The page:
The Rule 35 includes common international safety requirements but also contains a Canadian modification.

The Rule 35 of Collision Regulations of Canada Shipping Act of 2001:

Sound Signals in Restricted Visibility — International

In or near an area of restricted visibility, whether by day or night, the signals prescribed in this Rule shall be used as follows:

  1. A power-driven vessel making way through the water shall sound at intervals of not more than two minutes one prolonged blast.
  2. A power-driven vessel underway but stopped and making no way through the water shall sound at intervals of not more than two minutes two prolonged blasts in succession with an interval of about two seconds between them.
  3. A vessel not under command, a vessel restricted in her ability to manoeuvre, a vessel constrained by her draught, a sailing vessel, a vessel engaged in fishing and a vessel engaged in towing or pushing another vessel shall, instead of the signals prescribed in paragraph (a) or (b) of this Rule, sound at intervals of not more than two minutes three blasts in succession, namely one prolonged followed by two short blasts.
  4. A vessel engaged in fishing, when at anchor, and a vessel restricted in her ability to manoeuvre when carrying out her work at anchor, shall instead of the signals prescribed in paragraph (g) of this Rule sound the signal prescribed in paragraph (c) of this Rule.
  5. A vessel towed or if more than one vessel is towed the last vessel of the tow, if manned, shall at intervals of not more than two minutes sound four blasts in succession, namely one prolonged followed by three short blasts. When practicable, this signal shall be made immediately after the signal made by the towing vessel.
  6. When a pushing vessel and a vessel being pushed ahead are rigidly connected in a composite unit they shall be regarded as a power-driven vessel and shall give the signals prescribed in paragraph (a) or (b) of this Rule.
  7. A vessel at anchor shall at intervals of not more than one minute ring the bell rapidly for about five seconds. In a vessel of 100 metres or more in length the bell shall be sounded in the forepart of the vessel and immediately after the ringing of the bell the gong shall be sounded rapidly for about five seconds in the after part of the vessel. A vessel at anchor may in addition sound three blasts in succession, namely one short, one prolonged and one short blast, to give warning of her position and of the possibility of collision to an approaching vessel.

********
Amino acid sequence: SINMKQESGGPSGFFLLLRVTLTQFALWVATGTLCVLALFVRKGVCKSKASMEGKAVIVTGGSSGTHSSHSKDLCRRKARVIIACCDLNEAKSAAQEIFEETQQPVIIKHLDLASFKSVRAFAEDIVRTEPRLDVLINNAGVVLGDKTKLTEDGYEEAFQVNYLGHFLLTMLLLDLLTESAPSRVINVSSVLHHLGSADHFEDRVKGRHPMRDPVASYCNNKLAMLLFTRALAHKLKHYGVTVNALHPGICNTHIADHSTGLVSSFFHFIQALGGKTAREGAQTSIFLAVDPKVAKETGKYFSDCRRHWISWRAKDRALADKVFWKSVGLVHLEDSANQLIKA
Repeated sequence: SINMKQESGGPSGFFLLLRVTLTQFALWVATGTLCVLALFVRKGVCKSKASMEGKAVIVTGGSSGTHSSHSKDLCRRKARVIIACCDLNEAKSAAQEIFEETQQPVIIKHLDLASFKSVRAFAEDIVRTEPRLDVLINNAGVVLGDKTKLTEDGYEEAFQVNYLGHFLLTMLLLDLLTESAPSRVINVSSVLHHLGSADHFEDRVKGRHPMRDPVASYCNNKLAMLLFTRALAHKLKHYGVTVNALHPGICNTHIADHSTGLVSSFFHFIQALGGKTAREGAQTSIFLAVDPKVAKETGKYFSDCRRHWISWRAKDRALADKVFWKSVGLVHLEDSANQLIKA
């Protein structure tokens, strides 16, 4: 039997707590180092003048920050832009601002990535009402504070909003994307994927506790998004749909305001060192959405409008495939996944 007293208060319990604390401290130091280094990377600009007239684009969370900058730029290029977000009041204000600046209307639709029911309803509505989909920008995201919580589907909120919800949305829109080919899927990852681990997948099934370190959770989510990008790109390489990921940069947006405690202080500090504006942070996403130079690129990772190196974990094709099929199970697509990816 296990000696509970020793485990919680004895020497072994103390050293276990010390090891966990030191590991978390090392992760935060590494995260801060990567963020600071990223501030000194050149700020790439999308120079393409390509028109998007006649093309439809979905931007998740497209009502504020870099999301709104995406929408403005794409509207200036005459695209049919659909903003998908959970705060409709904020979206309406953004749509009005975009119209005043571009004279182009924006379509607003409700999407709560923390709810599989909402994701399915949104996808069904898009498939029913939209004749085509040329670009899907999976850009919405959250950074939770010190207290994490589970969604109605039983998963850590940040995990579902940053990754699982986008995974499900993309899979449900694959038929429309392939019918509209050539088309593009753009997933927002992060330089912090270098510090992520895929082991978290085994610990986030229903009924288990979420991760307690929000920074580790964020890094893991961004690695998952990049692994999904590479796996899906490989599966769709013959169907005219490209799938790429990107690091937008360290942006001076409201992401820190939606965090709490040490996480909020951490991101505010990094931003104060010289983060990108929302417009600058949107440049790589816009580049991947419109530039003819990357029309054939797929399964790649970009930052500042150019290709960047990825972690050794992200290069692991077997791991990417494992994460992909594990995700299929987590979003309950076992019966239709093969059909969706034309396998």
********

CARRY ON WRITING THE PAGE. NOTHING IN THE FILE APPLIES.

8. A vessel aground shall give the bell signal and if required the gong signal prescribed in paragraph (g) of this Rule and shall, in addition, give three separate and distinct strokes on the bell immediately before and after the rapid ringing of the bell. A vessel aground may in addition sound an appropriate whistle signal.
  9. A vessel of 12 metres or more but less than 20 metres in length shall not be obliged to give the bell signals prescribed in paragraphs (g) and (h) of this Rule. However, if she does not, she shall make some other efficient sound signal at intervals of not more than 2 minutes.
  10. A vessel of less than 12 metres in length shall not be obliged to give the above mentioned signals but, if she does not, shall make some other efficient sound signal at intervals of not more than 2 minutes.
  11. A pilot vessel when engaged on pilotage duty may in addition to the signals prescribed in paragraphs (a), (b) or (g) of this Rule sound an identity signal consisting of four short blasts.

Sound Signals in Restricted Visibility — Canadian Modification

Notwithstanding paragraph (j), in the Canadian waters of a roadstead, harbour, river, lake or inland waterway, a vessel shall sound the signals prescribed for a vessel of 12 metres or more in length if it is

  • less than 12 metres in length,
  • ordinarily used for the purpose of pushing or pulling any floating object, and
  • not located within a recognized mooring, storage or booming area.